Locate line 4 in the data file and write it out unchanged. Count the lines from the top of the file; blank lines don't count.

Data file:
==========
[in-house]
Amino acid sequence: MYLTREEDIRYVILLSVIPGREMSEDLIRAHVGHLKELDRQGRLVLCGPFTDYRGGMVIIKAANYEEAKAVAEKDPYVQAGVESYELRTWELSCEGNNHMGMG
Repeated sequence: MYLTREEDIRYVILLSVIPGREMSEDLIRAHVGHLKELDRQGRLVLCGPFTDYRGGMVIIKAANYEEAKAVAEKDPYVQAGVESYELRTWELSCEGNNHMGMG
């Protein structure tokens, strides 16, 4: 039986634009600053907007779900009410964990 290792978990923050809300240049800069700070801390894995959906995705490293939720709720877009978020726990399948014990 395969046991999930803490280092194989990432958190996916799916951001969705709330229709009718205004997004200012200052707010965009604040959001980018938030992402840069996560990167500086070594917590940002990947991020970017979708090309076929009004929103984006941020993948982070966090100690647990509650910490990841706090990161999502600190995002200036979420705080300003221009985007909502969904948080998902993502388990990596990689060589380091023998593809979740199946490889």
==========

């Protein structure tokens, strides 16, 4: 039986634009600053907007779900009410964990 290792978990923050809300240049800069700070801390894995959906995705490293939720709720877009978020726990399948014990 395969046991999930803490280092194989990432958190996916799916951001969705709330229709009718205004997004200012200052707010965009604040959001980018938030992402840069996560990167500086070594917590940002990947991020970017979708090309076929009004929103984006941020993948982070966090100690647990509650910490990841706090990161999502600190995002200036979420705080300003221009985007909502969904948080998902993502388990990596990689060589380091023998593809979740199946490889």